The Education market is full of chapter books! It’s a great place for an author to gain experience, regular publication and maybe even earn a living.
The primary school education market is HUGE! Many books are published each year and marketed directly into schools. There is a considerable variety of books — graded school readers that kids take home to practice their reading; reference books; and fiction that ties in to the curriculum.
During 2013, I wrote a total of 14 education titles. There were three curriculum-based reference books of 3,000-5,000 words each; three non-fiction school readers of about 500-1,200 words each; six fictional readers of 250-900 words each; and two fictional chapter books that tied in to the curriculum, one at 2500 words, the other at 9,000 words.
What all these titles had in common, was that they were written to a brief. I did not initiate the creative process. I was told what to write. A lot of writers have a problem with this. They like the freedom to tell their own stories in the way they want — and that’s great. I like doing that too, which is why I write for the trade market as well (with books like my Gamers trilogy of novels, and the forthcoming You Choose series). But there are also many great things about the education market.
There’s the money, which is important if you’re trying to make a living out of your writing. Education titles tend to pay a once-off upfront fee rather than royalties.
Education titles are mostly contracted, so you know that what you are writing will be published and you will be paid. (Having said that, there have been a couple of instances where a publisher has cancelled a series. Although those books have not been published, I was paid for them.)
There is the knowledge that you are helping to educate kids and foster literacy. As someone who began school life as a reluctant reader, this is very close to my heart.
But the big thing for me is the challenge. I love the challenge of writing a book that fulfils the varied educational needs of the brief, but is still something that kids will want to read.
The specificity of the briefs can vary quite a bit. The brief for one of the chapter books specified that it had to be a story set in an alien zoo, so I wrote Escape From the Alien Zoo, about a shape-changing animal that breaks out and causes havoc as the staff try to recapture it.
A brief for a set of readers wanted five separate stories with the same central character or characters, and a fairytale theme. This was my favourite contract of 2014. I had a lot of fun devising the Fairytale Fixits scenario. In each of the five books, two kids are transported into a famous fairytale where something has gone wrong. It is up to them to fix the situation so the story can be finished.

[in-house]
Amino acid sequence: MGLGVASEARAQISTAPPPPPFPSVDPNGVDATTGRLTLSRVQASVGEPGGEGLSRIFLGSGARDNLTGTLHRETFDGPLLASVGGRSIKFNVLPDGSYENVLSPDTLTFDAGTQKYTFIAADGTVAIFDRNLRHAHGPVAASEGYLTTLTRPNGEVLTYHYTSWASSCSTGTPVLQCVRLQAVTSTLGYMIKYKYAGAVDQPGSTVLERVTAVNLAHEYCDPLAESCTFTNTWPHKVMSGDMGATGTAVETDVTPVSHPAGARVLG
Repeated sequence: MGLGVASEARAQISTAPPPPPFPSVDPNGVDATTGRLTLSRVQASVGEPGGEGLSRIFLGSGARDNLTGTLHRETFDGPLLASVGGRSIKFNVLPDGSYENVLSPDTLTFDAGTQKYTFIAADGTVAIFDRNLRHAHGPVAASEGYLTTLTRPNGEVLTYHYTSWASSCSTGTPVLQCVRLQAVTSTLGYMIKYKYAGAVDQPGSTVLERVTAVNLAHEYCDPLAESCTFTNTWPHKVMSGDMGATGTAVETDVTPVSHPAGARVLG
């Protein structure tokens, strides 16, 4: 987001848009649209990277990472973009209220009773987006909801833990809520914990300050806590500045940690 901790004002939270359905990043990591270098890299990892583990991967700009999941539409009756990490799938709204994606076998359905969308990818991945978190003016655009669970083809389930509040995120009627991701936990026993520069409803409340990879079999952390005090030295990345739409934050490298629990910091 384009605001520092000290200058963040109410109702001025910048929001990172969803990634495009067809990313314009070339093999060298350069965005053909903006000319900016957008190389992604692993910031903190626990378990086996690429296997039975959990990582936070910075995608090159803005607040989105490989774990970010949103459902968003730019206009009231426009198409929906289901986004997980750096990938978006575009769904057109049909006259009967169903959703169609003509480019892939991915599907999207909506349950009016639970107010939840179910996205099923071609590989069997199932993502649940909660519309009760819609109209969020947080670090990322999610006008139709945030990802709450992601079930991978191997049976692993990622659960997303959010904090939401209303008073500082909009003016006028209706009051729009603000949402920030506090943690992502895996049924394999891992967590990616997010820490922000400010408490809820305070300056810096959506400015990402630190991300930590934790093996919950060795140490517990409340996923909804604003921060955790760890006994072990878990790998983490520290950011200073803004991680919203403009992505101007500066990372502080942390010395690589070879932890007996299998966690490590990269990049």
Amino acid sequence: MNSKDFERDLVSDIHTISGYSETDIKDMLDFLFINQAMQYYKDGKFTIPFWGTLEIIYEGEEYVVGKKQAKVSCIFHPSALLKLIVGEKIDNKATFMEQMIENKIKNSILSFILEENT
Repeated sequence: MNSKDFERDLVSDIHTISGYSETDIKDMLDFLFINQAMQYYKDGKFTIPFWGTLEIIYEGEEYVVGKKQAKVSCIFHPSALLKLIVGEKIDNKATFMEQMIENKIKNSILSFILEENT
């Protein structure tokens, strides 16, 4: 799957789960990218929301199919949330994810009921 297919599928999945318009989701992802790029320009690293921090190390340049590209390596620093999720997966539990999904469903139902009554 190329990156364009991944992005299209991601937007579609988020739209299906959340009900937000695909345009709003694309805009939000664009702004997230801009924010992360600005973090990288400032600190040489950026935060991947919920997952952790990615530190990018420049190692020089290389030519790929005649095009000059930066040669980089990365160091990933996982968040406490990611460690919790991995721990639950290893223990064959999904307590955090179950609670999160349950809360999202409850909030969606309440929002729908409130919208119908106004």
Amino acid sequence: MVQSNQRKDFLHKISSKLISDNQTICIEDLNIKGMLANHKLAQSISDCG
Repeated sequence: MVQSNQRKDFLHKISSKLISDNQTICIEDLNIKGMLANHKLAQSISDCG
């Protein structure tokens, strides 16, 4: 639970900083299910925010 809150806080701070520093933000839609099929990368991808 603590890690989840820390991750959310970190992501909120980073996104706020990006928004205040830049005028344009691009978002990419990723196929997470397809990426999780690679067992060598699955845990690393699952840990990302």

Sometimes, there is more to a brief than just the basic setting. One of the more challenging projects I had in 2013 was a fictional chapter book that needed to tie in with the Australian Geography curriculum at Grade 3 level.
The specific topic was “protecting places”, with the following description: “The similarities and differences in individual’s and group’s feelings and perceptions about places, and how they influence views about the protection of these places”. Furthermore that story had to include information on the importance of protecting places of significance. It also had to include some cross-curriculum priorities such as indigenous Australian history and culture.
It needed to be 2,000-2,400 words long, with approximately 100 words per page. Yes, I had to submit the story broken up into its 23 pages, with a new paragraph beginning each page.
The language and sentence structure had to be appropriate for Grade 3 level. And it had to fall within that level on the Flesch–Kincaid Grade Level test (For an explanation of the Flesch–Kincaid Grade Level, see http://en.wikipedia.org/wiki/Flesch-Kincaid).
The end result was Lost at Lake Mungo, a story about a school excursion to Lake Mungo, an area of both environmental and cultural importance, where two of the kids get separated from their group. Over the course of their adventure, these two boys come to realise the importance of the area and why it needs to be protected.
If this is the sort of writing that appeals to you, then the education market is a great place to work. I do most of my education writing for Pearson Australia and Macmillan Education, but there are other publishers out there as well. Do a Google search and check out the publishers’ websites to see what their criteria are for writers.
Now… get writing!
George Ivanoff is a Melbourne author and stay-at-home dad. He’s written over 70 books for kids and teens, won a couple of awards that no one’s ever heard of, and managed to get some books onto the Vic and NSW Premiers’ Reading Challenge booklists. He is best known for his Gamers books, a trilogy of novels set in a computer game world. His new interactive series of books, You Choose, will hit the shelves in May 2014. Check out his website: georgeivanoff.com.au
George has many children books available, and I have chosen one from his popular Gamer's trilogy, "Gamer's Quest" for one lucky person to win. Comment on this post by March 13th (noon GMT), to be entered into the drawing for a paperback copy of George Ivanoff's "Gamer's Quest." Winner will be chosen by a random number generator on March 13th at noon GMT. You must be signed up for the challenge to qualify.